Reflecting on a Conference

Yesterday, my Technology Team at the Western Massachusetts Writing Project hosted a Technology Across the Curriculum conference and we had about 25 teachers attend, which is pretty decent for a Saturday morning. Most of them were not affiliated with the Writing Project and so, we are hoping that this served as a positive introduction to our ideas of “teachers teaching teachers” and “writing to learn” as the focus of activities.

Our keynote speaker, Mike Flynn (who is the Massachusetts Teacher of the Year and a teacher at my school and a good friend), did a fantastic job of setting the tone of the day. Mike presented on the topic of the value of video in the elementary classroom, focusing in on a television program that he and his second graders produce around curricular themes (weather, salmon, etc). He injected some good humor and, also, laid out the rationale for such ventures (student engagement, knowledge of subject, public speaking, etc). I later joked to him that he may have lost a few folks when he mentioned that sometimes he is up until 3 or 4 a.m., working on editing of the movies at deadline.

We then broke the day into two sections, with three workshops. Everyone went into a session led by Tina on social networking for teachers. We wanted to give everyone a view of the ever-connected world. Tina had everyone visit, and urged them all to register, for Classroom 2.0 and begin connecting with other teachers. At the start of the conference, I noted that more than 20 teachers from my own network had posted greetings for them at our blog site, and they were all duly impressed and encouraged by those words. (another thank you to everyone).

The other two sessions were Audiocasting in the Classroom and Digital Storytelling Across the Curriculum.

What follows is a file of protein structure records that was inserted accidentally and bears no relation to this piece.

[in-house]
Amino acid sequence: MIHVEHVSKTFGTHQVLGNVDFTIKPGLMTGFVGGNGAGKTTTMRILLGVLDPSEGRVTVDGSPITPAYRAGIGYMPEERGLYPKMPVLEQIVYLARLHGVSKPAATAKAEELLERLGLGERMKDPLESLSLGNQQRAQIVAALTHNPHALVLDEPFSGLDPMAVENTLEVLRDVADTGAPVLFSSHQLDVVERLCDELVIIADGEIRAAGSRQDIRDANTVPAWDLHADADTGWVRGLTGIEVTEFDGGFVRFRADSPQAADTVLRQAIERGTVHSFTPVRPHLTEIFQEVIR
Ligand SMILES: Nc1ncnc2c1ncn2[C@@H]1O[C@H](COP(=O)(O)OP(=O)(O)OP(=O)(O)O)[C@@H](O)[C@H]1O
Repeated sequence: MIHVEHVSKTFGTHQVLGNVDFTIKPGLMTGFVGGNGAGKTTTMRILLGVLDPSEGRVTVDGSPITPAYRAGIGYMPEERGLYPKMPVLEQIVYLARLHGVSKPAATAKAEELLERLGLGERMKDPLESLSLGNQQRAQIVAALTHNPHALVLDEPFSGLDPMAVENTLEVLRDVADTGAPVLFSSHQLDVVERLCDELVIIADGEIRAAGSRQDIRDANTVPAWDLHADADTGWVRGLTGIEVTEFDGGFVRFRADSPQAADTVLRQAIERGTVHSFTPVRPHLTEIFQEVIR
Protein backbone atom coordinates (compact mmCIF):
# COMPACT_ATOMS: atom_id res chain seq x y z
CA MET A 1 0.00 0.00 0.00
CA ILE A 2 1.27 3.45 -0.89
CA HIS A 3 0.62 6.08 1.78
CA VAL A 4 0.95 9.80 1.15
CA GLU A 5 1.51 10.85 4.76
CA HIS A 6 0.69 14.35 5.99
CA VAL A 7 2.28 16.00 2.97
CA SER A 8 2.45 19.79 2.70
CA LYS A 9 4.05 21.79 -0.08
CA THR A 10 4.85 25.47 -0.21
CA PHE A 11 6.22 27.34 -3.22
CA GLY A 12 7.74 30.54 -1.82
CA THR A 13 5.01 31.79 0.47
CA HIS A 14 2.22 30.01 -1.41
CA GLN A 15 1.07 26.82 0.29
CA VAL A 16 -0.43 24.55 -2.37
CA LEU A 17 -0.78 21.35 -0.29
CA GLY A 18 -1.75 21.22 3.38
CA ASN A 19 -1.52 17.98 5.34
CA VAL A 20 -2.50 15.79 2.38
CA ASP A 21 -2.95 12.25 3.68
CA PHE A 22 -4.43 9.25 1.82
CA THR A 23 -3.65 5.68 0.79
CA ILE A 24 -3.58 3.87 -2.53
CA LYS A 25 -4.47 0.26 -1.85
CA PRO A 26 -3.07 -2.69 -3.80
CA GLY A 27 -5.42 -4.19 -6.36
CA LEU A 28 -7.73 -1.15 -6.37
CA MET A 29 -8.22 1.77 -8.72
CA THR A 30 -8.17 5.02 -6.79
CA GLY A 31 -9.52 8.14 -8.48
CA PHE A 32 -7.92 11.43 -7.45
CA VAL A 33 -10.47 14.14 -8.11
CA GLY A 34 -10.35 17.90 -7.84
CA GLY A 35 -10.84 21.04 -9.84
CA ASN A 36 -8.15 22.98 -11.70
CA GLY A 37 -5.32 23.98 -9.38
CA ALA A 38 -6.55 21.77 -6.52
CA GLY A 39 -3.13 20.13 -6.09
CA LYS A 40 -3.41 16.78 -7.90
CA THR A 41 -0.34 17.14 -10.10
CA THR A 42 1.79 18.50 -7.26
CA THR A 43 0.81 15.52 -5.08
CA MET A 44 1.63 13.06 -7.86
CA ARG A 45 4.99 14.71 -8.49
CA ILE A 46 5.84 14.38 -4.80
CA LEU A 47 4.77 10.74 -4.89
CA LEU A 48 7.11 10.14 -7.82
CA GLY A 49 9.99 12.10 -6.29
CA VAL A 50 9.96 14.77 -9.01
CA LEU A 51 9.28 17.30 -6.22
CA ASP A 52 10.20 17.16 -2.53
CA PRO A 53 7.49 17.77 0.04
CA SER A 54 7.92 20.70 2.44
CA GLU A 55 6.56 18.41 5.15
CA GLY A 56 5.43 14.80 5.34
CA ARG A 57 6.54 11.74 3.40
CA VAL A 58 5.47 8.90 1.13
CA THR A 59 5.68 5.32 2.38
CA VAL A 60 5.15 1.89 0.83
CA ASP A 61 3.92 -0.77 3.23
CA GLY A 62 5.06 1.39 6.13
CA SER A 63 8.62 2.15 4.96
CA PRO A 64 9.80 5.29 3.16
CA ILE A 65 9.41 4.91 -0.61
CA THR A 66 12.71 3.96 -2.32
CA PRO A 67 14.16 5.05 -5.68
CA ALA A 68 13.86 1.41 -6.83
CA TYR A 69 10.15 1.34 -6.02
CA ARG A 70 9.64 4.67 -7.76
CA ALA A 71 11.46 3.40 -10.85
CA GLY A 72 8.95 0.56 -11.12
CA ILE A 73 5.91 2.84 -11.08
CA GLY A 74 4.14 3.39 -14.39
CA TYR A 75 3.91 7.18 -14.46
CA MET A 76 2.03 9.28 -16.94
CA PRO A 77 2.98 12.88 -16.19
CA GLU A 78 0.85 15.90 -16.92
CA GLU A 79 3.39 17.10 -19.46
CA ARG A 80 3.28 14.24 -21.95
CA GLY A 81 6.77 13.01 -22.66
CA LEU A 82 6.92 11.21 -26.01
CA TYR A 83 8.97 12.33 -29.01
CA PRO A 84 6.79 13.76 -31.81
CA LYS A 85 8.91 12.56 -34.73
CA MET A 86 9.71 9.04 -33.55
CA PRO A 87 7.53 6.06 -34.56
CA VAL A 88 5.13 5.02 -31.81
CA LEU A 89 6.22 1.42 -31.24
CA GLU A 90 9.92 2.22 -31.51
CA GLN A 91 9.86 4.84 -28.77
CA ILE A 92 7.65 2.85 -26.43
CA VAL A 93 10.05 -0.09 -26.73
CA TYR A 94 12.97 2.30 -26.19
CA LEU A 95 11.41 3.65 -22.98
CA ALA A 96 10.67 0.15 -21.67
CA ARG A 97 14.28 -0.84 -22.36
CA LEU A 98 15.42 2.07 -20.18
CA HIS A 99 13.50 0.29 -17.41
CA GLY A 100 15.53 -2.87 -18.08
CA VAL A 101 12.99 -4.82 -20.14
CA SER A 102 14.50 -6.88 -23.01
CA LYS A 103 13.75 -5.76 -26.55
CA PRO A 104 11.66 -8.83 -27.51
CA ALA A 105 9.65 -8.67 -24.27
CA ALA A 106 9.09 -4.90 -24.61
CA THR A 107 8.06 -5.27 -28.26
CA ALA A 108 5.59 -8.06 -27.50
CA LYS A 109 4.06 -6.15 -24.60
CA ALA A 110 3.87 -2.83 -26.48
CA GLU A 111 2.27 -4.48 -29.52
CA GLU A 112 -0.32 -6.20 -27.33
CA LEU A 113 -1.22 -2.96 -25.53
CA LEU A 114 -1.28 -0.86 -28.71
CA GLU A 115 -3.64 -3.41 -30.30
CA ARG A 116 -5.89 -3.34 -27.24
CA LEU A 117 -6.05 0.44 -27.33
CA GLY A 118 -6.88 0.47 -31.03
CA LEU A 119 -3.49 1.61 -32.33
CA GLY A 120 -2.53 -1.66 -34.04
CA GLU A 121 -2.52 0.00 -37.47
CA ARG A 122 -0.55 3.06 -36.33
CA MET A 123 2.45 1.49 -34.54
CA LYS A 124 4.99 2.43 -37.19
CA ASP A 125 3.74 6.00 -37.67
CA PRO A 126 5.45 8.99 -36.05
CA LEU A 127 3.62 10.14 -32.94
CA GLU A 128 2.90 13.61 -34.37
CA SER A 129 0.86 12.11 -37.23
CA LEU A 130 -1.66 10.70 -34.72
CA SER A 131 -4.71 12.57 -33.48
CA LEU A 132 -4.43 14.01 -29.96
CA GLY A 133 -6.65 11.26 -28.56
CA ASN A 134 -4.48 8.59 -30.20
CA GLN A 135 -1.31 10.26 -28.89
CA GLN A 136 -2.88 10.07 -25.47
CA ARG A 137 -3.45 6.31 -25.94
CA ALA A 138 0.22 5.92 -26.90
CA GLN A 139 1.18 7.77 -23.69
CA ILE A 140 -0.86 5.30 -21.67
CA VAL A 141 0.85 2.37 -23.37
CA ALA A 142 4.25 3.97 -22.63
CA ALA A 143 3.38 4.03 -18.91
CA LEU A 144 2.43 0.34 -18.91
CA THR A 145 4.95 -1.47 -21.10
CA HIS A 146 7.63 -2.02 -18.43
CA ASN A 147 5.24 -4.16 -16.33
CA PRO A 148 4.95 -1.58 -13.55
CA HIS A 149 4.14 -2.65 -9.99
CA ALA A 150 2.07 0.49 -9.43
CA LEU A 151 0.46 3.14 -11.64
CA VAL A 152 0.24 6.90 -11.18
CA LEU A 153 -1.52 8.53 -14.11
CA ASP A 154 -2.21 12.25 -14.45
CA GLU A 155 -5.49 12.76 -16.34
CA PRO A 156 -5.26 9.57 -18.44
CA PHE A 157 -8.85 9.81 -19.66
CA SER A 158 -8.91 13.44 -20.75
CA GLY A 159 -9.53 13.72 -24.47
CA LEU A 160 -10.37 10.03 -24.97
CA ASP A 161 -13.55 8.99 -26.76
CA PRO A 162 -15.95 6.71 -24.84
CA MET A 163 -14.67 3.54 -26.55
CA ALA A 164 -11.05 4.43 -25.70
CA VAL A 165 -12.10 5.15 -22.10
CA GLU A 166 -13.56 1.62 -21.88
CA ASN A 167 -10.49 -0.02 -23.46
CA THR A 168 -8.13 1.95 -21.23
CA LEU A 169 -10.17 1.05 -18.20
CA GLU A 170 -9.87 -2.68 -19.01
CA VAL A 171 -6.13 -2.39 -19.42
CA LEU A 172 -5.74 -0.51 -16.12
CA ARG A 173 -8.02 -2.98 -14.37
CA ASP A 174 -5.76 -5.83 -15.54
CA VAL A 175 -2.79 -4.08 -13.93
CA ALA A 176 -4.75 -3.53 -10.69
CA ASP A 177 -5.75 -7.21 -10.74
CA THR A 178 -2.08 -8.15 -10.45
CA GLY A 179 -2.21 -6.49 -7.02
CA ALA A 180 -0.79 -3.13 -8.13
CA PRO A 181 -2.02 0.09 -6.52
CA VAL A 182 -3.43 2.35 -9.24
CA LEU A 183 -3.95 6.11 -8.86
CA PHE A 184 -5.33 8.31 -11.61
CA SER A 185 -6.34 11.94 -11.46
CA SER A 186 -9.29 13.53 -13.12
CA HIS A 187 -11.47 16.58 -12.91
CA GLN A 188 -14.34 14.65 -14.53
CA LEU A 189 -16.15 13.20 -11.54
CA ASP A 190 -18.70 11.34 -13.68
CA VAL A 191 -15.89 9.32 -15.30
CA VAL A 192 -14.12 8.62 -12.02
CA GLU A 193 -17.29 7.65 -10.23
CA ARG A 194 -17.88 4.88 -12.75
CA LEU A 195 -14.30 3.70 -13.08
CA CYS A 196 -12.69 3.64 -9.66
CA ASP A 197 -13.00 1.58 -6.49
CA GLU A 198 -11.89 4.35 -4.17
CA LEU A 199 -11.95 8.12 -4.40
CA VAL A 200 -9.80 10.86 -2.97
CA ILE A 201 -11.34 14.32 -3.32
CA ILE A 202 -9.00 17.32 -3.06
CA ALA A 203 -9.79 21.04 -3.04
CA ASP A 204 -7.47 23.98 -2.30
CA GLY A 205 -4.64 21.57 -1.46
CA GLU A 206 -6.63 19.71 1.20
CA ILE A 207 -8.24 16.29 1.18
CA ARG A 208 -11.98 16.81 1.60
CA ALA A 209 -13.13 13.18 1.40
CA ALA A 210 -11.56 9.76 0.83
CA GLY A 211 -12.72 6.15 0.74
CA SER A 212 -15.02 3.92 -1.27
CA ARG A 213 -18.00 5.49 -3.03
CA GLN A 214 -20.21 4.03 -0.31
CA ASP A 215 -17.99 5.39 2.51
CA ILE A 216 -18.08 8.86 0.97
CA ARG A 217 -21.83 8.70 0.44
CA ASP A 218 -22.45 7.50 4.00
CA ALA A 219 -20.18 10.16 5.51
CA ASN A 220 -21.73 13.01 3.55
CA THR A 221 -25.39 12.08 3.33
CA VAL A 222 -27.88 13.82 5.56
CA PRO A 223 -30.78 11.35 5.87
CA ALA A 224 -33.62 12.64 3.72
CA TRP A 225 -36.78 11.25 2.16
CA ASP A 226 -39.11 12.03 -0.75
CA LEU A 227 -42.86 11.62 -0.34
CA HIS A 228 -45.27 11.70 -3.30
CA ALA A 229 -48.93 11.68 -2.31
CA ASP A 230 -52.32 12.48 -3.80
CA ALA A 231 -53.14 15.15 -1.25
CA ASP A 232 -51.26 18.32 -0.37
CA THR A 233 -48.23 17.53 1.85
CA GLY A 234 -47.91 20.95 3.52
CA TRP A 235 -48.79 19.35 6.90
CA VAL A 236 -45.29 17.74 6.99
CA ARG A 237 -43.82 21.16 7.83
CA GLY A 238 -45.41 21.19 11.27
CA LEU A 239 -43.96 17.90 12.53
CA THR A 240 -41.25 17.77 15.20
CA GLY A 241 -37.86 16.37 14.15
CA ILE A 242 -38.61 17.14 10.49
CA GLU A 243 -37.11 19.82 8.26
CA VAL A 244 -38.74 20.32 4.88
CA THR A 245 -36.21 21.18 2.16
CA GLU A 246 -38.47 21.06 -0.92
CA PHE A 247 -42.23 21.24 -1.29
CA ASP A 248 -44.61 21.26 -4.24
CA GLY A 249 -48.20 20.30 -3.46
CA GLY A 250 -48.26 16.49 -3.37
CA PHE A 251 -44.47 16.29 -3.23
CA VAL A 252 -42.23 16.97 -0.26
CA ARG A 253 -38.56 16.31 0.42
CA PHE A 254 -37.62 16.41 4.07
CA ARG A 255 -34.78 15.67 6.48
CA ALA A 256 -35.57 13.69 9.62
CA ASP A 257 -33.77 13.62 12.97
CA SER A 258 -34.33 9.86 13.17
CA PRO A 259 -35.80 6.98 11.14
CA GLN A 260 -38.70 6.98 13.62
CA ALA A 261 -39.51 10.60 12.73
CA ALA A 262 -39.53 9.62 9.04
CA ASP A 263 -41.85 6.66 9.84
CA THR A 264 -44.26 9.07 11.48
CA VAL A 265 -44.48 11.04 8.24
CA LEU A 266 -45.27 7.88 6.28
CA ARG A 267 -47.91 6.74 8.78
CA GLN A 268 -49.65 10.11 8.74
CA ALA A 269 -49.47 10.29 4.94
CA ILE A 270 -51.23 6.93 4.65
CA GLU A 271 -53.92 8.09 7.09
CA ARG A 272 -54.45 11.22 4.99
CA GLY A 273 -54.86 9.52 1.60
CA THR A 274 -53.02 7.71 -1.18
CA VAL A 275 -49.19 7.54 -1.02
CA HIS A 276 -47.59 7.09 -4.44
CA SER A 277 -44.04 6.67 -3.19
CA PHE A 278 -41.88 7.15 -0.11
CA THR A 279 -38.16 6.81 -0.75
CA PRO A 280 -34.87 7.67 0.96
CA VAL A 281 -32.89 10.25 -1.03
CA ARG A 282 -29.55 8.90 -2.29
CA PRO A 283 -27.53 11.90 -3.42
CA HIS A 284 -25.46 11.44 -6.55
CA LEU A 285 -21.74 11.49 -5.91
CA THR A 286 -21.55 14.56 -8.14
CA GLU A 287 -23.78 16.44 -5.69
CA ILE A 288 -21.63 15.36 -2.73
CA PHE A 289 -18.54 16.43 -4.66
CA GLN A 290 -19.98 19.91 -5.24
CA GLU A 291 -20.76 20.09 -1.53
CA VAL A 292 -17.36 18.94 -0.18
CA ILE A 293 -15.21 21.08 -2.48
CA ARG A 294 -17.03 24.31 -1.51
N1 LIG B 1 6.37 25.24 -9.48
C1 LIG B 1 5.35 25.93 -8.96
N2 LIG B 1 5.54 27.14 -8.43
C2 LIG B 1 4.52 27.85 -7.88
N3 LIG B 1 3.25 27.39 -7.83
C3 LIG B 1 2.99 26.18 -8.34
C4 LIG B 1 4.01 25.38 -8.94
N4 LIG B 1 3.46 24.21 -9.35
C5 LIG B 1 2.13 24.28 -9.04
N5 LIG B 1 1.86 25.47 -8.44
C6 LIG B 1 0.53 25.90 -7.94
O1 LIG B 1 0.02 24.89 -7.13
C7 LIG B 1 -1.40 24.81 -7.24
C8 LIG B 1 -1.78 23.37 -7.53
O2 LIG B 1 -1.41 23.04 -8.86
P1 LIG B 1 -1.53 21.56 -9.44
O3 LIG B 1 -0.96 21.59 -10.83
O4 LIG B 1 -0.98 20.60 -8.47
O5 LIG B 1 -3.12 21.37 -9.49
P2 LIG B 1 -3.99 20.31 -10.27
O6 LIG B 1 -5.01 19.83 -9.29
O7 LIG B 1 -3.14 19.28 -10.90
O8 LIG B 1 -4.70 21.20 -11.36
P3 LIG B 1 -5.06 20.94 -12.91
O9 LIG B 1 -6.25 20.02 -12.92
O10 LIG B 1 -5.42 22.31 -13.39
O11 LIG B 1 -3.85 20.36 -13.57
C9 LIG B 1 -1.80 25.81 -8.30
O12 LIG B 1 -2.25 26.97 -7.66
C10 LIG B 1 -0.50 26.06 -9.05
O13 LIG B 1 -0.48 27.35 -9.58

The podcasting session was a combination of exploration and then hands-on work, using Audacity, which only one participant knew about. We also recorded a collective Day in a Sentence podcast (to be released later today with the Day in a Sentence post). They loved using Audacity and immediately understood the potential of the use of voice. One of the teachers is at my own school and we began planning how my class of sixth graders might team up with her class of fourth graders for a collaborative project.

The digital storytelling session, led by Mary, had folks working with both Make Beliefs Comics (always a huge hit) and VoiceThread. They loved the potential of VoiceThread. I had set up a master account, and created alternative identities for them to use and experiment with. I could tell that the examples we showed in the areas of math, science and history were hitting some chords with them. Our discussion at the end of the session (which I will podcast later) was also informative.

At the end of the conference, a number of folks asked when we would be doing more of these hands-on technology conferences and that is something our team will have to think about. There clearly was interest and our model of engagement and hands-on work was what these teachers needed. They wanted time to play and we gave that to them. Almost every hand in the room was raised when Mary asked how many of them learned something they could try out in the classroom on Monday.